Germany has turned to partial unemployment. Thanks to the relaxation of the partial unemployment benefit (KUG) in response to the coronavirus crisis, more than 720,000 companies are currently resorting to partial unemployment, according to the media. And the longer the crisis lasts, the more companies are likely to do so. The advantage for companies: It reduces remuneration costs and the lack of liquidity in the event of a drop in load. The employer must pay less or no remuneration to the employees, and the employee’s net loss is compensated (to some extent) by the state. During the corona crisis, the employer does not even have to pay the social security contributions that he would normally have to pay for the gross difference to a certain extent. In other words: liquidity risk recognized, liquidity risk avoided.
1. Deferred reimbursement of partial unemployment benefits?
Or maybe not? Due to the large number of companies that have applied or will apply for partial unemployment benefits, it is to be feared that the approx. 600 agencies of the Federal Employment Agency could be so overloaded in processing applications that the partial unemployment benefit will only be paid with a considerable delay. This would be a problem for companies because they usually advance the partial unemployment benefit but currently do not achieve any turnover or do not get their invoices paid. It is true that the plan for short-time work allowances provides that the employment agencies initially only check the plausibility of the request for short-time work allowance, and only carry out checks months later random details. These checks will then verify whether the employer has correctly calculated and requested the partial unemployment benefit. This is to ensure that employment agencies do not have to check too long before the short-time work allowance is paid. However, by law, they must perform this plausibility check before payment and cannot simply “review” a claim. The registration of requests and the only instruction of payments ‑ independently of any control over the content ‑ will already take considerable time.
Therefore, some fear that the partial unemployment benefit will be paid within 15 days of the request – as envisaged by the supervisory ministry – but only after a few weeks, or even a few months. That’s too long for many companies. The situation is aggravated by the fact that for the month in which partial unemployment is effective, the request for payment of the partial unemployment benefit can only be made the following month.
Unfortunately, there is still no experience to verify or refute these fears. Most of the companies that sent their employees on short-time work in response to the coronavirus did so in March this year and were therefore only able to submit the corresponding applications for short-time work benefits in early/mid-April. It therefore remains to be seen how quickly the payments will actually be made. This can vary from case to case and ultimately also depends on the respective branch of the employment office.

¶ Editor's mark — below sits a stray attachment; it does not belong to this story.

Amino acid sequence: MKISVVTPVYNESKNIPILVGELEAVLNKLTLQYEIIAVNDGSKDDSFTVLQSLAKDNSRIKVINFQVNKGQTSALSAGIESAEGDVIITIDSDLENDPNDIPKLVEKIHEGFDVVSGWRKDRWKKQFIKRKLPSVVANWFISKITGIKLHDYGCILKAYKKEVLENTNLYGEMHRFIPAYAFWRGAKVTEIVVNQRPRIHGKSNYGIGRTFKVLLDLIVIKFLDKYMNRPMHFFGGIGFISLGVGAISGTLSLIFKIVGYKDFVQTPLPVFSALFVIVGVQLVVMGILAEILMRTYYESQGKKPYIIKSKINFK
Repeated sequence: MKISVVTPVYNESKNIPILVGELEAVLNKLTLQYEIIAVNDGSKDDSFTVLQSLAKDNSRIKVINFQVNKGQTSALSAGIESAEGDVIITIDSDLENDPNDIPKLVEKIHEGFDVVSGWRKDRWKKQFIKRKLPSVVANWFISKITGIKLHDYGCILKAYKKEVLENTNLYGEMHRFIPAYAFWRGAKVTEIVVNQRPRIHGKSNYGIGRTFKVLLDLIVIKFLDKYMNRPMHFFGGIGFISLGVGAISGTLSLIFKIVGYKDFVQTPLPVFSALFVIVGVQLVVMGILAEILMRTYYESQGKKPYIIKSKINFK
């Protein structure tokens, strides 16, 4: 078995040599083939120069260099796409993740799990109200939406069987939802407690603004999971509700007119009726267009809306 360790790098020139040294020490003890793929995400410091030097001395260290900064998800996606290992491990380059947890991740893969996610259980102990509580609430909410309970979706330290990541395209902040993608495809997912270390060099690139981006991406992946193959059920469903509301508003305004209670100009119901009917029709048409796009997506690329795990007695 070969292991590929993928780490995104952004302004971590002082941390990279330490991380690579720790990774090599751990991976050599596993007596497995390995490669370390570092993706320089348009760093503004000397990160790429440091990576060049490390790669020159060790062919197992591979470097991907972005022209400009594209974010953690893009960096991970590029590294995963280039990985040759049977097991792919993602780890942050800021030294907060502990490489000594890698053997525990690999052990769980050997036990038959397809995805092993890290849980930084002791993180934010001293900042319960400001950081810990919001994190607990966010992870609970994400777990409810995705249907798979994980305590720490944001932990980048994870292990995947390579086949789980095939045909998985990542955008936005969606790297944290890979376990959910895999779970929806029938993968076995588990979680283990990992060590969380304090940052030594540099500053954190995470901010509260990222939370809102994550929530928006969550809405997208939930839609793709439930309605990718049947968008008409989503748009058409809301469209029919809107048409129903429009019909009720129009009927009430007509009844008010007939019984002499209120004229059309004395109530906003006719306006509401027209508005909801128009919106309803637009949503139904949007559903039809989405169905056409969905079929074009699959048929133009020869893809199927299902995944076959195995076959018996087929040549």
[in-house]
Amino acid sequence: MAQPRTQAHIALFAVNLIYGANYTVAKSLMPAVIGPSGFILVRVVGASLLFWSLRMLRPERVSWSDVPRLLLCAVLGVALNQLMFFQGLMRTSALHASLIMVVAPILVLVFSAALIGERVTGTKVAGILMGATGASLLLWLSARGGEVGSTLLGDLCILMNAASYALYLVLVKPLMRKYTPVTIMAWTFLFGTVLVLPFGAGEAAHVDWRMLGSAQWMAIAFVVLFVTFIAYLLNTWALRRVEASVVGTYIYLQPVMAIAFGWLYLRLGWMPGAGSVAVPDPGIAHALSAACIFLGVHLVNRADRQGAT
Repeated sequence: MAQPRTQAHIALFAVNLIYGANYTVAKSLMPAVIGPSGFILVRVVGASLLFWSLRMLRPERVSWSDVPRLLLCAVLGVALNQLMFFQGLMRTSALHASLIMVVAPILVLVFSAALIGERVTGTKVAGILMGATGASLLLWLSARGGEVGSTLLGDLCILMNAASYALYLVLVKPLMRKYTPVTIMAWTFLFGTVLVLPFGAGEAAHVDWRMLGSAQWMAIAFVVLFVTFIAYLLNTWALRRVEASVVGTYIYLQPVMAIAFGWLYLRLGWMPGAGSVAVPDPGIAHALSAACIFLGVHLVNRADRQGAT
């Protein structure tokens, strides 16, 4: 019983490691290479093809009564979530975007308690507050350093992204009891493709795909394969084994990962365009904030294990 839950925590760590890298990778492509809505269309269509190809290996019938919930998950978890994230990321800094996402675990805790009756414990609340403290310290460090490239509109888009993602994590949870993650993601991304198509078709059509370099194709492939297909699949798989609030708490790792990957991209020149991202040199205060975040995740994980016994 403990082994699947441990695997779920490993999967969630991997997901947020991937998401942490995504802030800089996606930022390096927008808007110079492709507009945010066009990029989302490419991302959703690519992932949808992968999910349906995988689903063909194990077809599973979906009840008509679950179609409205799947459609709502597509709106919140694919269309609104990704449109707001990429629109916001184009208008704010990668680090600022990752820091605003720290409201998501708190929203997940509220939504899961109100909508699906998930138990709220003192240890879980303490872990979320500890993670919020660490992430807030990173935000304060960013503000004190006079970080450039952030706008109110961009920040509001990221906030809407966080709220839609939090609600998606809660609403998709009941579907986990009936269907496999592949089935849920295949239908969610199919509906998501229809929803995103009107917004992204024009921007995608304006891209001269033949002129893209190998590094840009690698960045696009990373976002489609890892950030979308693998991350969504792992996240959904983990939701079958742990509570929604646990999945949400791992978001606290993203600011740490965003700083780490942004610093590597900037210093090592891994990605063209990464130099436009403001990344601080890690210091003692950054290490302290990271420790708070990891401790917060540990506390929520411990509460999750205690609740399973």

2. Financing of the request for partial unemployment compensation by the central bank?
For companies that do not want or cannot wait for the compensation payment of the partial unemployment benefit by the Employment Agency, the question arises whether their main bank could refinance the partial unemployment benefit already paid to employees. In principle, this should be possible if the main bank is secured accordingly. To this end, the short-time working allowance claim that the company has against the Employment Agency may be pledged or assigned as collateral to the main bank. This is legally possible and, in our opinion, does not require the express consent of the employee concerned. Due to the payment of the short-time work allowance, the employer has his own garnishable claim against the employment agency under Section 670 of the German Civil Code (BGB). However, the consent of the employees must be obtained if the main bank requests it (see Brand/Kühl SGB III 2018 ch. 108 margin no. 7, 21). Due to the special provisions of insolvency law applicable until September 30, 2020, the repayment claim pledged or assigned as security to the main bank would be insolvent.
In view of the uncertainties that arise as to the correct calculation of the claim for reimbursement from the Employment Agency, a retention may be made. The amount of such a deduction will depend on the complexity of the claims to be requested (eg in the case of variable remuneration elements). In this way, however, it should be possible to have a substantial part of the claim for reimbursement of the short-time work allowance financed by the main bank.